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Popular Music at Georgetown, 1900-2015
Music has been at Georgetown since the beginning. The first music professor, Henry Demonti, was appointed in 1792. And Gaston Hall was designed with acoustics appropriate for formal concerts. Georgetown’s rich legacy of music also thrived through extra-curricular groups and on-campus guests throughout the 19th and 20th centuries. And in 2007, Music found a formal home with the creation of the Department of Performing Arts.
Items in the Exhibition:
Before the widespread popularity of jazz in the 1920s, Georgetown students engaged with popular music through the Glee Club, Banjo Club, and Mandolin Club. The banjo and mandolin were experiencing a boom in popularity thanks to their increased incorporation into the arrangements of Tin Pan Alley songs. These groups presented formal concerts in Gaston Hall and even went on tour. The tickets shown here come from a combined club performance in Gaston Hall on February 5, 1900. The program page behind these items comes from a concert given by the clubs in 1915. This program reveals how these clubs interacted onstage and which tunes were popular with Georgetown students in the early 1900s.
The Jesuits have always tried to engage with popular music of the era, seeing popular music as an effective way to engage with a populace on their own terms. This dance program, for the “Georgetown Senior Hop,” held in Ryan Gymnasium November 14, 1914, features the specific listings of dances and accompanying popular songs. While the “One Step” is clearly the dominant dance form of the night, the instances of Fox Trot allude to the more rhythmic dances and popular songs that emerged from a jazz-infused Tin Pan Alley during the 1920s.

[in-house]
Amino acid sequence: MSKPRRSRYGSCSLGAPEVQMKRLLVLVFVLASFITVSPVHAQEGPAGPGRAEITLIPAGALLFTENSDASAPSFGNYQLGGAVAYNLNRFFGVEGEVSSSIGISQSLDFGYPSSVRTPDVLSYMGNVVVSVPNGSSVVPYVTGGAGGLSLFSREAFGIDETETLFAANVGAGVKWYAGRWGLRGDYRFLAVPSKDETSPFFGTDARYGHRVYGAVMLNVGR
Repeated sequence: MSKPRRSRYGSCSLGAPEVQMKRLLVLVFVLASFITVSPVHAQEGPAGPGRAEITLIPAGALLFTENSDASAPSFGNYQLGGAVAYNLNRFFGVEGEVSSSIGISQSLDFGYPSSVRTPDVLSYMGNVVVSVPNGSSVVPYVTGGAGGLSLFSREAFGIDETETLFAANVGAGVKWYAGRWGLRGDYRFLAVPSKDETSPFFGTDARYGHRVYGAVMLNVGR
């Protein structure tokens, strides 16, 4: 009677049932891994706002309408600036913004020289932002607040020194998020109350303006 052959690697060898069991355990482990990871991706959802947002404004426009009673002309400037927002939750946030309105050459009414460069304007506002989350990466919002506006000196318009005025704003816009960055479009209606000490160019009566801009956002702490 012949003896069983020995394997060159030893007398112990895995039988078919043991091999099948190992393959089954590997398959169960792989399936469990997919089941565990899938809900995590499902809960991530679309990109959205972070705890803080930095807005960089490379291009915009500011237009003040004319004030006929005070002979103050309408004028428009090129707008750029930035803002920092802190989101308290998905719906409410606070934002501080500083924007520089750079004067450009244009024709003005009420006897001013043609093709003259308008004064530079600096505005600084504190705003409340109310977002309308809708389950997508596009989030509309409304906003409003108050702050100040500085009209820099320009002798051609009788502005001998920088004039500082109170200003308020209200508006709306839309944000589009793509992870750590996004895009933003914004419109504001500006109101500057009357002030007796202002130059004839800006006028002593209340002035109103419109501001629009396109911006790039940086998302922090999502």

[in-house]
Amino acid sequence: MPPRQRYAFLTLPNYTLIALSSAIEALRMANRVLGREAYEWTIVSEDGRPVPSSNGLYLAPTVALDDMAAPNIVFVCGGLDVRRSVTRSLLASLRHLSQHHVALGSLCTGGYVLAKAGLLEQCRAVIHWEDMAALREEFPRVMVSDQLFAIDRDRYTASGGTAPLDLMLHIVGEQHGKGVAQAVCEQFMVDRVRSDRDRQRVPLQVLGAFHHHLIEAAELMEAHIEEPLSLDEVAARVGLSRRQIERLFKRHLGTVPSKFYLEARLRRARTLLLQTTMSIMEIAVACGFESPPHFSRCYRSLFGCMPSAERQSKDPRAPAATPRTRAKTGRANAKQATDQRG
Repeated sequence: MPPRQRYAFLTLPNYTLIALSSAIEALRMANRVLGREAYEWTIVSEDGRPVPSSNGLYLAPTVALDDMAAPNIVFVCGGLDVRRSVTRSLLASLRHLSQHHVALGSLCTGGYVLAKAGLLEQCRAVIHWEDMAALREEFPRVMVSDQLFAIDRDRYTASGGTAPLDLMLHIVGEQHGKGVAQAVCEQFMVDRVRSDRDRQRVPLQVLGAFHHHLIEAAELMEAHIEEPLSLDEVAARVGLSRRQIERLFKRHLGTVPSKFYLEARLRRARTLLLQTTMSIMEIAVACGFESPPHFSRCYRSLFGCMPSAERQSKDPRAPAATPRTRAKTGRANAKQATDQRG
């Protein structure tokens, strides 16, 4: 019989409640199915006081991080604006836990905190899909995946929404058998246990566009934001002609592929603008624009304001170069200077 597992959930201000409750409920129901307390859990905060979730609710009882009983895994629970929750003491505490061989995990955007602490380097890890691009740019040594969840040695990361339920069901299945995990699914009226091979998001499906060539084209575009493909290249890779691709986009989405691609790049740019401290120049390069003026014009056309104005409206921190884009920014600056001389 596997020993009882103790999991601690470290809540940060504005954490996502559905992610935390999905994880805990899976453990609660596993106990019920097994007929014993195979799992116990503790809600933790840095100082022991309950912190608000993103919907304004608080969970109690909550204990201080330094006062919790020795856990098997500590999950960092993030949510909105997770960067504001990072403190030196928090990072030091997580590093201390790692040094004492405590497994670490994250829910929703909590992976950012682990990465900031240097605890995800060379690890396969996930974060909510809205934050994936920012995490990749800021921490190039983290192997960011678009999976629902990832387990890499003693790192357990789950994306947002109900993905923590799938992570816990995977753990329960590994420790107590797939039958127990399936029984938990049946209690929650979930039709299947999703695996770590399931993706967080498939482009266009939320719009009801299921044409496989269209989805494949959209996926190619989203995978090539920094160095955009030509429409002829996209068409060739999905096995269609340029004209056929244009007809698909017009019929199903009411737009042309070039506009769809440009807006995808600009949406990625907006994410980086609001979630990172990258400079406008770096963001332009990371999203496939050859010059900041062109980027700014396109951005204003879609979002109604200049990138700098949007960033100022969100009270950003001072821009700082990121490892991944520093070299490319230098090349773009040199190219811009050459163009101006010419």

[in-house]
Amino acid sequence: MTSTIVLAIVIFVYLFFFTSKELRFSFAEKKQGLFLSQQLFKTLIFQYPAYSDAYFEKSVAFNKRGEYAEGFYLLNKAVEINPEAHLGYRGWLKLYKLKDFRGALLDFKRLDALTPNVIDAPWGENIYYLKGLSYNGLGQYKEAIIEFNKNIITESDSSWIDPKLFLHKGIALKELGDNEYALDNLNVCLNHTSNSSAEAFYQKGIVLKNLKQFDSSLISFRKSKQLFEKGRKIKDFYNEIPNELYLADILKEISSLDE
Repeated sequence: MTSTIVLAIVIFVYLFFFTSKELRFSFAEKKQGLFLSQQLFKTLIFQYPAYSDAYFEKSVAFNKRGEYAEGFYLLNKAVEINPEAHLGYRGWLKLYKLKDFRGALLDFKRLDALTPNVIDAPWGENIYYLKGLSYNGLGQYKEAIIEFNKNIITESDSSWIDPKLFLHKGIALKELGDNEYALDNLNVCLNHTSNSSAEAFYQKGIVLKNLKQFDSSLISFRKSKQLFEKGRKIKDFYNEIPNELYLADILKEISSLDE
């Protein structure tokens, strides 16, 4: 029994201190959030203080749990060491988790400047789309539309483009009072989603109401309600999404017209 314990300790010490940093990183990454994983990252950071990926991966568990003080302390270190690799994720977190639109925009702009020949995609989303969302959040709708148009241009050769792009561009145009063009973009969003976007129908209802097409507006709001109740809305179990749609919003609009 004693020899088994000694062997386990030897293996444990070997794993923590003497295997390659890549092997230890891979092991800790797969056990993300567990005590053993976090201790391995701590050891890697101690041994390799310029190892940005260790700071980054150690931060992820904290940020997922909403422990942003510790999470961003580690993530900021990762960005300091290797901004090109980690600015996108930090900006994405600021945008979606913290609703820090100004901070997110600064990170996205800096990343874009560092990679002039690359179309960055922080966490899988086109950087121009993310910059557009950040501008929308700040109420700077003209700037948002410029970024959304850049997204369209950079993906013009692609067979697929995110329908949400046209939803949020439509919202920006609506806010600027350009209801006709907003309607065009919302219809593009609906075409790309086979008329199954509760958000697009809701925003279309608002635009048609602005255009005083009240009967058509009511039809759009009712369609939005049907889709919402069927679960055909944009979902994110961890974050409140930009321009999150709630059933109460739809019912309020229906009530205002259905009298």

This photo gives an example of what Georgetown University student formal dances looked like in the early twentieth century. It was taken at Delta Sigma Pi's (the Professional Business Fraternity) Halloween Formal Dance, held on November 1st, 1924.
During the first two decades of the 20th century, students at Georgetown often relied on their own music making abilities for entertainment. Sheet music from publishing houses along New York’s “Tin Pan Alley” served as the primary means of distributing the era’s greatest hits. Featuring favorite tunes from Broadway musicals and vaudeville shows, much of the sheet music now housed in the library’s collection is a remnant of students’ free-time entertainment – when they gathered around the piano and sang – during the early twentieth century.
Lyrics written by Chester Wallace, Music composed by Sherman Myers
American composers of popular music became fascinated with the East, or “Orient” during the early decades of the 20th century. Thanks to technological developments in trans-oceanic travel and flight, far off destinations like India, China, and Indonesia became more accessible to the elite, and magazines published photojournalistic pieces for those who could only dream of traveling. “Moonlight on the Ganges” was a popular hit among Georgetown students. Composed by Sherman Myers (music) and Chester Wallace (words), this foxtrot evokes and exotic atmosphere through its use of exaggerated, South Asian musical cues. The tune was recorded by countless top-name bandleaders and artists, among them Paul Whiteman (1926), Glenn Miller (1942) and Frank Sinatra (1961).